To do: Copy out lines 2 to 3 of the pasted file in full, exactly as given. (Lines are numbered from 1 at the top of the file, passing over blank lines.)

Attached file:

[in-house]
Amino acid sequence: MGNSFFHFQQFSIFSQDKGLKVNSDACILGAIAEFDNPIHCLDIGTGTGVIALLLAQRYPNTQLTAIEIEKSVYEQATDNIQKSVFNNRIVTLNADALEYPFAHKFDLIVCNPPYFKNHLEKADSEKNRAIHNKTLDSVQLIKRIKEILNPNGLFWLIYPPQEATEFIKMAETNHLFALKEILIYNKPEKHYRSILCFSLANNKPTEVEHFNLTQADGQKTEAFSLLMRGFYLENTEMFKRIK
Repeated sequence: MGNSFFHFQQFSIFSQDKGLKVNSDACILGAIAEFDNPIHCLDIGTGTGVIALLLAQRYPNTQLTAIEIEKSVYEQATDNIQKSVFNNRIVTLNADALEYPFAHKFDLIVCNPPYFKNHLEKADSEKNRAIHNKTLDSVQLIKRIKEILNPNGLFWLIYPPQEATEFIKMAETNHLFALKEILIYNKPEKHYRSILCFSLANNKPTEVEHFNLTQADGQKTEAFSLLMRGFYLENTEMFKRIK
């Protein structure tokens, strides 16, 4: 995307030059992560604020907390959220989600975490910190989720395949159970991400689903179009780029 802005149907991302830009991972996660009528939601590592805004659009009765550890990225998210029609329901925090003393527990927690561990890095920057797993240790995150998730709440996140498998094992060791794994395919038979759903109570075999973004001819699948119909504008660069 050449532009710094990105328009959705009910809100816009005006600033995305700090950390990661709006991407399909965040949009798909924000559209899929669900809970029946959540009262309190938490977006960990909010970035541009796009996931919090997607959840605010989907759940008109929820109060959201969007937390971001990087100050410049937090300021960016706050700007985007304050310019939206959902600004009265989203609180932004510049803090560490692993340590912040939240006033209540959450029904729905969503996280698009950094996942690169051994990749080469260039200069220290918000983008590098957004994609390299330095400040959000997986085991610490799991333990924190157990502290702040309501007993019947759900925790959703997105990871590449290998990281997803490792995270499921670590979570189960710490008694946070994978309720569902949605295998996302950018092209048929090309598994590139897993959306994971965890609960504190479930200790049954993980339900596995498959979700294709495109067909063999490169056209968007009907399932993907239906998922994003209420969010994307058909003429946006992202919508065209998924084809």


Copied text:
Amino acid sequence: MGNSFFHFQQFSIFSQDKGLKVNSDACILGAIAEFDNPIHCLDIGTGTGVIALLLAQRYPNTQLTAIEIEKSVYEQATDNIQKSVFNNRIVTLNADALEYPFAHKFDLIVCNPPYFKNHLEKADSEKNRAIHNKTLDSVQLIKRIKEILNPNGLFWLIYPPQEATEFIKMAETNHLFALKEILIYNKPEKHYRSILCFSLANNKPTEVEHFNLTQADGQKTEAFSLLMRGFYLENTEMFKRIK
Repeated sequence: MGNSFFHFQQFSIFSQDKGLKVNSDACILGAIAEFDNPIHCLDIGTGTGVIALLLAQRYPNTQLTAIEIEKSVYEQATDNIQKSVFNNRIVTLNADALEYPFAHKFDLIVCNPPYFKNHLEKADSEKNRAIHNKTLDSVQLIKRIKEILNPNGLFWLIYPPQEATEFIKMAETNHLFALKEILIYNKPEKHYRSILCFSLANNKPTEVEHFNLTQADGQKTEAFSLLMRGFYLENTEMFKRIK